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Could the UK Visa Post-Study Work Visa return?

Sanwar Ali comment:

The Tier 1 Post-Study UK visa category and it’s predecessor the International Graduates Scheme was very popular in the past.  If Brexit does eventually happen there will be a greater demand for overseas workers.  Bringing back a new post study work visa scheme could help with skills shortages.

The return of the temporary UK post-study work visa has been widely debated. In early 2016, the UK government was adamant that the visa, scrapped in 2012, would not be re-introduced. Weeks later the government said ‘we’ve not completely closed the door on the post-study work visa.’

In early June 2019, Home Secretary Sajid Javid, called for post-study work restrictions imposed on international students to be lifted. Javid’s comments were recently backed by the House of Commons Foreign Affairs Committee as part of a report into improving UK-India relations.

The Committee said: “The UK government should reintroduce post-study work visas and let leading universities issue a limited number of visas direct to the best Indian students.”

Under current UK immigration rules, foreign students who graduate from UK universities are allowed to remain in Britain for up to six months to work. Prior to 2012, international students could stay in the UK for up to two years.

However, during her time as Home Secretary, outgoing Prime Minister Theresa May restricted post-study work to four months. In early 2019, the government accepted recommendations to extend this to six months for undergraduate and master’s students, while PhD students were permitted 12 months.

Not having Post-study work visa harms UK’s access to global talent

However, a number of stakeholders have argued that such small extensions are unlikely to “significantly raise interest” in working in the UK among international student graduates.

Mr Javid said: “It makes no sense to send some of the world’s brightest and most enterprising people straight home after their time here. I want to put skilled Britons in the same room as bright Europeans and those from other nations — in Manchester, Leeds and London, not Paris or Stockholm.”

Javid’s comments came as he competed for the Tory leadership position and UK Prime Minister role. However, Javid was knocked out of the running on 20 June. Mr Javid gave his backing to a cross-party move to liberalise the student visa regime, spearheaded by former universities minister, Jo Johnson.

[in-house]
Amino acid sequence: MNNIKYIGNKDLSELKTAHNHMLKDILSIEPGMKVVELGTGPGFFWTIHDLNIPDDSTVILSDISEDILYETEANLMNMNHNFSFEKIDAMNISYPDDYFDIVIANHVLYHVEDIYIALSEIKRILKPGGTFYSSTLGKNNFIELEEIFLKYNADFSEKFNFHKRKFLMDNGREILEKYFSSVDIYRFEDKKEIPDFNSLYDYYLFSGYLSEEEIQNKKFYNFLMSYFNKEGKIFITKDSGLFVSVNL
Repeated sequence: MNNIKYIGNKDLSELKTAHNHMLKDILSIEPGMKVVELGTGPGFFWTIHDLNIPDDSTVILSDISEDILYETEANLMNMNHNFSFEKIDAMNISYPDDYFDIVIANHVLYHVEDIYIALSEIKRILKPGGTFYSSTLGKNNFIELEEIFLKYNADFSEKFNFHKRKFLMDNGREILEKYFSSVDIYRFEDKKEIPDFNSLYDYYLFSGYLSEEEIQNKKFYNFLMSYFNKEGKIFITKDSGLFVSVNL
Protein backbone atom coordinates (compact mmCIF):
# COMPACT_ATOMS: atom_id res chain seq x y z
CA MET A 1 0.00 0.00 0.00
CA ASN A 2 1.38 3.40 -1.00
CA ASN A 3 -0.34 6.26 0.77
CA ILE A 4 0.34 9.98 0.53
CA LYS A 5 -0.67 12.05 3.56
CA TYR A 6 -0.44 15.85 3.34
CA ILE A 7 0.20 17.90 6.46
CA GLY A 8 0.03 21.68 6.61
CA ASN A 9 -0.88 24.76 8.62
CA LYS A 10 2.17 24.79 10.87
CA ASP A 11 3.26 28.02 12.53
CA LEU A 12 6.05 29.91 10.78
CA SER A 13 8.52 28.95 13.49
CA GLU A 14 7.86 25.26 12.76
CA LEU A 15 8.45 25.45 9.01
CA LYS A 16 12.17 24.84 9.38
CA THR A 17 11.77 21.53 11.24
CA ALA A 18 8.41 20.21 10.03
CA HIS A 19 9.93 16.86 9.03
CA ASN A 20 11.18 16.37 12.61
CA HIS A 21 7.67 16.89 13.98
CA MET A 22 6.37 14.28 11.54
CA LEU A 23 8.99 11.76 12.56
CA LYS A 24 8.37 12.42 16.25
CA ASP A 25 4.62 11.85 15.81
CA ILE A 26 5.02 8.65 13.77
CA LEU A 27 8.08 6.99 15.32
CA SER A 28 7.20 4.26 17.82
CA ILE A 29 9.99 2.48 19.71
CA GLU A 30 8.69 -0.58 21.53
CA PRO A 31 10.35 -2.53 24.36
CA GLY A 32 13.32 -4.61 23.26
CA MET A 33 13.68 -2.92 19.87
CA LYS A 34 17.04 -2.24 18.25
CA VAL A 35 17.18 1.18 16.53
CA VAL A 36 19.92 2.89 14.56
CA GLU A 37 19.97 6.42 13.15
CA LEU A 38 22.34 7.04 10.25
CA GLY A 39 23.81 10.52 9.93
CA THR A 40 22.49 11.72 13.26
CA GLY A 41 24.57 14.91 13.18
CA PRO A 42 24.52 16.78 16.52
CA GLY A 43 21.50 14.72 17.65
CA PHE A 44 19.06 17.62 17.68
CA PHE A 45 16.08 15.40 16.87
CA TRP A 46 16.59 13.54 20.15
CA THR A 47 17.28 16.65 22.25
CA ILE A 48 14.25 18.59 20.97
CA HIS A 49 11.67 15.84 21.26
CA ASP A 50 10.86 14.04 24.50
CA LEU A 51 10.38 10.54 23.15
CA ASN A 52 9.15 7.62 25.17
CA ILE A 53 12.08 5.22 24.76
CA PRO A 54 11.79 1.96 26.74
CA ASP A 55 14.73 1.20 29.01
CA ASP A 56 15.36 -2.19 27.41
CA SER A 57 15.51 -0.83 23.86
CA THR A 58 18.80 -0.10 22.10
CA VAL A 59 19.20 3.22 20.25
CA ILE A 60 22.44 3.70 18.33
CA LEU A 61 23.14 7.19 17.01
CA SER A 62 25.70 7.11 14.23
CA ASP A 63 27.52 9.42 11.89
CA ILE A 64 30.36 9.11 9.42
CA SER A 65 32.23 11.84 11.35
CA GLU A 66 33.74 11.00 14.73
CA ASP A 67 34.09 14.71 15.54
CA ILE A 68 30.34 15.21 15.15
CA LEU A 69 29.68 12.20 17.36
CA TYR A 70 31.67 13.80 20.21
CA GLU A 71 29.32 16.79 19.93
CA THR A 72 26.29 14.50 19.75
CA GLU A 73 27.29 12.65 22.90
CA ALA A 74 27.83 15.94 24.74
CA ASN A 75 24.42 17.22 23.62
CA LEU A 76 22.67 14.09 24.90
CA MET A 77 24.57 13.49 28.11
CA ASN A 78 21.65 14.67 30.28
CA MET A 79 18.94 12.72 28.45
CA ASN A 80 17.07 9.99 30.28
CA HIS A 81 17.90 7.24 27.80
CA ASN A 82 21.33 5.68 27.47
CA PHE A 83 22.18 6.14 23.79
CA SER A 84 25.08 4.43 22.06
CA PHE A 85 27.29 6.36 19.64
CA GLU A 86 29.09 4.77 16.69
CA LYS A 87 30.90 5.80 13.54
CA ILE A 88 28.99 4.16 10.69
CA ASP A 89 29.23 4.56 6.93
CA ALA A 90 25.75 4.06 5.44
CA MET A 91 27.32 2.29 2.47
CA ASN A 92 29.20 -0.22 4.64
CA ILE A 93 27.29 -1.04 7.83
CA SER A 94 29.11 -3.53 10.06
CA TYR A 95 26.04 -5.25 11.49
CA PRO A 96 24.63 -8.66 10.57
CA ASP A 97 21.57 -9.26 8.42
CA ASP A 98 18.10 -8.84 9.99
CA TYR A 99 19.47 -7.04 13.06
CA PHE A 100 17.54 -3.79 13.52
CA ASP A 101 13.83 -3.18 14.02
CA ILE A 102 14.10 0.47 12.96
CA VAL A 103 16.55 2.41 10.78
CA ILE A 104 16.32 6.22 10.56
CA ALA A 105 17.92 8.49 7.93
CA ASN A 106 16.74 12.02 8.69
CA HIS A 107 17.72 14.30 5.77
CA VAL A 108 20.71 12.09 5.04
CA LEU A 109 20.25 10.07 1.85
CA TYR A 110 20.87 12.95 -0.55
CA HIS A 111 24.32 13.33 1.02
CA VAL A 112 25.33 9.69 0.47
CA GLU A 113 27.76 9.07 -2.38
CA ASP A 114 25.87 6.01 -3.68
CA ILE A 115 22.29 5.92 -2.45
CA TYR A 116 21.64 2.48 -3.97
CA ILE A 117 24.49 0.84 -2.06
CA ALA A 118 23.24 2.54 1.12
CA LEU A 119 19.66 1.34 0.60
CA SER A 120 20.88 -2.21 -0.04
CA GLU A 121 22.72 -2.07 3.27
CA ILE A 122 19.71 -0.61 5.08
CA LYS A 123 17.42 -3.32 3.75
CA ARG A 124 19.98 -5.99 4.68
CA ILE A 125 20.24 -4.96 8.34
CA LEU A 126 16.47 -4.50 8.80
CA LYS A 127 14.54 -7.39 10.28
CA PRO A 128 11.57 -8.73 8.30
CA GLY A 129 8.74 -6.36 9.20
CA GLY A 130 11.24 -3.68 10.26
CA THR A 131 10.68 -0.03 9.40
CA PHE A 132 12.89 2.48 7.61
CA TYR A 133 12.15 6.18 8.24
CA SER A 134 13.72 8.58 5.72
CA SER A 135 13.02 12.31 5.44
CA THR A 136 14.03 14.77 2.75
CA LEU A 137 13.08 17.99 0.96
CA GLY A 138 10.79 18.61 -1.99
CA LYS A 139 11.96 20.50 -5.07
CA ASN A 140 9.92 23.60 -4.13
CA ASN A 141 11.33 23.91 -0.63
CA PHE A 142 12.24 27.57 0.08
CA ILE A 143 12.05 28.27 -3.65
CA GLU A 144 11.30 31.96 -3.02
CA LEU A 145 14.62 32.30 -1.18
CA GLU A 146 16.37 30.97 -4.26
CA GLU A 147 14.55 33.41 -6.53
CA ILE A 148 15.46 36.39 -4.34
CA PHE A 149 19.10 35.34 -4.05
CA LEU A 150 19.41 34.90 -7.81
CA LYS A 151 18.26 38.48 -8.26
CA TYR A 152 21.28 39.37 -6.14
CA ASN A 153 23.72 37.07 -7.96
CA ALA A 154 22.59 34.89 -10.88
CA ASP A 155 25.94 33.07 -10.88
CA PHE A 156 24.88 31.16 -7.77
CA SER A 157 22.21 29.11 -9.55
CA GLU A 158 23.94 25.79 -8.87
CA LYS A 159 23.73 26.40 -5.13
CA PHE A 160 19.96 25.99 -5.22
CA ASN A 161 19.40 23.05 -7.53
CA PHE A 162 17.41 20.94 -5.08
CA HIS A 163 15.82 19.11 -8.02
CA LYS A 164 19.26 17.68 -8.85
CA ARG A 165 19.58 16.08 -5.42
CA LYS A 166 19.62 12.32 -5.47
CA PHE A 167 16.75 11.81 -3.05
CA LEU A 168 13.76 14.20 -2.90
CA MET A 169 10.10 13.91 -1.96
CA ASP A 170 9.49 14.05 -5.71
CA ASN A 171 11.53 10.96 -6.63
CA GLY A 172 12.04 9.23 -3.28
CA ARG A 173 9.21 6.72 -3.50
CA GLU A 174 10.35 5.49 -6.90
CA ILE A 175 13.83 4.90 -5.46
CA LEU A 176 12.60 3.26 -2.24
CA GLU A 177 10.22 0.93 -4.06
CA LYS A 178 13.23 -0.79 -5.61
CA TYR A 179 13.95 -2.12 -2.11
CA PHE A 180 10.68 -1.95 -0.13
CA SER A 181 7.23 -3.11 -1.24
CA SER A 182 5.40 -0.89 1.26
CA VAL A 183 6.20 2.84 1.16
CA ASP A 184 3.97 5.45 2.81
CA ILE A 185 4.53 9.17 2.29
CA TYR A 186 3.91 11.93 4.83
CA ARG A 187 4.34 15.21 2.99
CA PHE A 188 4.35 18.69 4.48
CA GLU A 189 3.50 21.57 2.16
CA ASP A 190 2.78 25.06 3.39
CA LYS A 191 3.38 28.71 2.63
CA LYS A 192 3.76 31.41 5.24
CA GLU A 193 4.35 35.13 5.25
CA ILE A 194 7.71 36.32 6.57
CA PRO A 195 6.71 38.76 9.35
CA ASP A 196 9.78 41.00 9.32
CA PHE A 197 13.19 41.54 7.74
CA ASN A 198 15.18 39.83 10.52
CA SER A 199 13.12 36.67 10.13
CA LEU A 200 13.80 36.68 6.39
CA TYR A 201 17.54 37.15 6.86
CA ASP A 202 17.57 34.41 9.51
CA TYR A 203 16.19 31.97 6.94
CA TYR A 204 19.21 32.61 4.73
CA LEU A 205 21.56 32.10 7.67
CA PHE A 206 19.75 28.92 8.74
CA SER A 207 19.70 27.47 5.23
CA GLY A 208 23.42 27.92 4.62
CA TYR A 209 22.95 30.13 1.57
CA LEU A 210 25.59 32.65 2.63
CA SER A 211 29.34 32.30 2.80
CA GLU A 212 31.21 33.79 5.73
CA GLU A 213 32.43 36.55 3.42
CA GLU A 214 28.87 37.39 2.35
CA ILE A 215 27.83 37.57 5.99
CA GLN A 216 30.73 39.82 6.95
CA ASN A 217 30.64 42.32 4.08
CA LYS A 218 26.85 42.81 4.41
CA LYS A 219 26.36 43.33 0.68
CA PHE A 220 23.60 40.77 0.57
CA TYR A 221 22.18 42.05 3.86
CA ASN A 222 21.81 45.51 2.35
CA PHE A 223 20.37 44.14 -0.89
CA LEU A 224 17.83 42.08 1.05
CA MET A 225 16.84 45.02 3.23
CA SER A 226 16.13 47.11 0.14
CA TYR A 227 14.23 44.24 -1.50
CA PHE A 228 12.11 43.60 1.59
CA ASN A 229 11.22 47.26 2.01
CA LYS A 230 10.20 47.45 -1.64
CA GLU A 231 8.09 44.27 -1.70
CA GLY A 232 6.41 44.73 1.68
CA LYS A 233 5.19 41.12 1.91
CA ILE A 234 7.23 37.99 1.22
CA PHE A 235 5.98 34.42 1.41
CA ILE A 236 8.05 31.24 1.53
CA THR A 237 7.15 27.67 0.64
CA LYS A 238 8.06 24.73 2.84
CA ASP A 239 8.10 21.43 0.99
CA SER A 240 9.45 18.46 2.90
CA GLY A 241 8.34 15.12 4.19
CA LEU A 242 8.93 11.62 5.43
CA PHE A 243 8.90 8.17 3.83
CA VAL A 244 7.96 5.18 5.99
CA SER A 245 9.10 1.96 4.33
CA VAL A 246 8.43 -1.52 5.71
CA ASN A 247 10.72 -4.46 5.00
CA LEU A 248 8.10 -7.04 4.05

Johnson had tabled an amendment to the government Immigration Bill in April 2019, urging MPs to re-introduce a two-year post-study work visa for international students.

The UK Council for International Student Affairs (UKCISA) welcomed Javid’s comments. Chief executive at UKCISA, Anne Marie Graham, said: “This a tremendous step forward for international students in the UK.”

“It will contribute to the successful delivery of the International Education Strategy. I’m very grateful to Jo Johnson and Paul Blomfield for their work to achieve cross-party support for this important amendment,” she added.

Foreign Affairs Committee UK visa report

According to the House of Commons Foreign Affairs Committee report, published on 24 June, the number of Indian students coming to UK universities halved from around 40,000 in 2010 to around 20,000 in 2014 – a period which included the abolition of post-study work visas in 2012.

The report - compiled by Johnson and Blomfield, titled Building Bridges: Reawakening UK-India Ties – presents strong evidence for a two-year post-study work visa. Many suggest that plans outlined in the report will be accepted by the government.

Tier 4 student visa

Additionally, the report suggests that the government should ‘review the possibility of involving universities in UK visa application processes,’ while also raising concerns that India is not included on a list of low risk nations, which gives preferential treatment to students from those countries under the Tier 4 student visa system.

The report argues that the low risk nations list includes countries such as Cambodia, China, Indonesia and Kazakhstan, but not India.

Johnson and Blomfield state: “As part of ‘urgently’ reviewing its policies towards Indian students, the government should reconsider its decision to exclude India from the low risk list.”

Correct a longstanding barrier for international students

Johnson and Blomfield’s report has received widespread support. Alistair Jarvis, chief executive of Universities UK, said: “Such a change in policy will correct a longstanding policy barrier to growth in international student numbers.”

“Growth in international enrolments in the UK has stagnated compared to our competitors, largely due to the uncompetitive visa offer. This must change if we are to remain a leading destination for overseas talent,” Jarvis added.

Director of the Higher Education Policy Institute, Nick Hillman, described discussions over the potential return of the post-study work visa as ‘fantastic news.’ He said: “The home secretary has seen, not least during his time as business secretary, how much harm the current rules are doing.”

According to research published in early 2019, the UK’s post-study work visa restrictions have cost the British treasury more than £150 million per year, totalling just over £1 billion since the Tier 1 post-study work visa was scrapped in 2012.

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